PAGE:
The Oklahoma City VA Medical Center has temporarily suspended its cardiac surgery program, citing deaths over the past year that prompted the VA office in Washington, D.C., to request a review of the program, officials said this week.
“We are taking a brief pause in our cardiac program while we have an outside review from central office,” said Dr. Mark Huycke, the chief of staff at the Oklahoma City VA. “We expect that review to occur later this month, and I fully anticipate the program will get restarted.”
Huycke said during an interview that he didn’t have the information in front of him to cite the number of deaths.
About 12 to 15 patients will be affected by the closure, Huycke said.
Patients who need surgery will either be referred to the Houston VA medical center or will get care at a non-VA hospital. The closure will affect patients, for example, who suffer from coronary artery disease and need surgery, Huycke said.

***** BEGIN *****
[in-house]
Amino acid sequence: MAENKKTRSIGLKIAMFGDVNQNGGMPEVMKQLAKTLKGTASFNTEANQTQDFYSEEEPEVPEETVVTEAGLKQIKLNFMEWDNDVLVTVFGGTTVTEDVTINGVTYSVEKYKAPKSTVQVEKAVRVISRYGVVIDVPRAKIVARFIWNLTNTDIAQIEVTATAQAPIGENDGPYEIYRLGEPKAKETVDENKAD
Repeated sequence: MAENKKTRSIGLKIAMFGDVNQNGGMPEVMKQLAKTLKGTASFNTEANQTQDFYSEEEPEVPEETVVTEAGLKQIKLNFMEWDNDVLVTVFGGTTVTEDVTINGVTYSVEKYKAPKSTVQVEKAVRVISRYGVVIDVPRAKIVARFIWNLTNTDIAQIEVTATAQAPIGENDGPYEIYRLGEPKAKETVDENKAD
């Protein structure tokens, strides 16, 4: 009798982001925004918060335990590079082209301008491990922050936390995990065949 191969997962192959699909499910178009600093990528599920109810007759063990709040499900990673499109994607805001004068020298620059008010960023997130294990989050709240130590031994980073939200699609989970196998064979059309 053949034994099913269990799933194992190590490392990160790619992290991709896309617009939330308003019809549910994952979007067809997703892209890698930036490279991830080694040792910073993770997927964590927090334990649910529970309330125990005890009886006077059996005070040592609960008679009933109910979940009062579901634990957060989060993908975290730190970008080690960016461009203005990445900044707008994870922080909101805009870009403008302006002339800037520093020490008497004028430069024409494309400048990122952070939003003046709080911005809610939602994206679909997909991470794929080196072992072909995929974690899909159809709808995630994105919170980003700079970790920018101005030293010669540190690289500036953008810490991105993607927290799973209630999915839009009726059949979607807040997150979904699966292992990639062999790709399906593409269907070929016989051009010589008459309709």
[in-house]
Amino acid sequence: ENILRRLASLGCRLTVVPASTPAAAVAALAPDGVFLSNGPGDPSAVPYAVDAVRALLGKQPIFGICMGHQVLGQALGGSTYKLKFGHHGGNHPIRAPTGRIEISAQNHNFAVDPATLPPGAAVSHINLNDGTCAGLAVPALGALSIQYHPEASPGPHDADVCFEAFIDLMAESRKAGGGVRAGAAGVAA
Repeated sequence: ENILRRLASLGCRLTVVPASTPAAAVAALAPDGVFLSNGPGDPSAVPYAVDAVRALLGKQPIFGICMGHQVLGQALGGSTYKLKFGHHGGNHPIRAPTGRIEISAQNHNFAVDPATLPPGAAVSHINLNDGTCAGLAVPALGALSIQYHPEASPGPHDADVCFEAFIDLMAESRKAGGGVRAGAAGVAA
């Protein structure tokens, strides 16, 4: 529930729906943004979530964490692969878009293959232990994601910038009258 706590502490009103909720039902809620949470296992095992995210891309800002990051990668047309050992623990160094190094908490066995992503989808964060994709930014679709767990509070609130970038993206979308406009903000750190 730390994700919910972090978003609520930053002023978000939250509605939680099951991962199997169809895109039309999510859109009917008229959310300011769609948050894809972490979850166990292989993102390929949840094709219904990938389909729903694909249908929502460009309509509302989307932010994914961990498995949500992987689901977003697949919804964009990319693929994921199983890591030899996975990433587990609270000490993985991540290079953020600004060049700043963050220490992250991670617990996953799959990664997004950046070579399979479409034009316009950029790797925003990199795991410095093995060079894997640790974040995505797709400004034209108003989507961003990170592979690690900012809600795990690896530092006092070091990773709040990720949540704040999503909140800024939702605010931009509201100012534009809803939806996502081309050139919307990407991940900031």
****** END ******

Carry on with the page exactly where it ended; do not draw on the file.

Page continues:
The hospital will continue to perform stent surgeries, a surgery performed by interventional radiologists who place a small mesh tube known as a stent in an artery. Stents can restore blood flow to narrow or blocked arteries, according to the National Heart, Lung and Blood Institute.
Gina Jackson, a spokeswoman at the U.S. Department of Veterans Affairs, said Oklahoma City VA leadership, along with regional network leadership, were informed Monday of a patient death following cardiac surgery.
“Out of an abundance of caution, (they) decided to pause cardiac surgeries while an external team performs an evaluation of the program,” Jackson said.
Huycke said his staff has reviewed all the cases that are being investigated and has found no issues with the care delivered to patients.
“Just based on the number of cases, central office told us they would like to do a review. This is a routine review that sometimes occurs at facilities, and we look forward to the review,” he said.
No staff member has been fired or put on leave as a result of the review, Huycke said.
“I know all of the cases and have not found problems with the care delivered,” he said.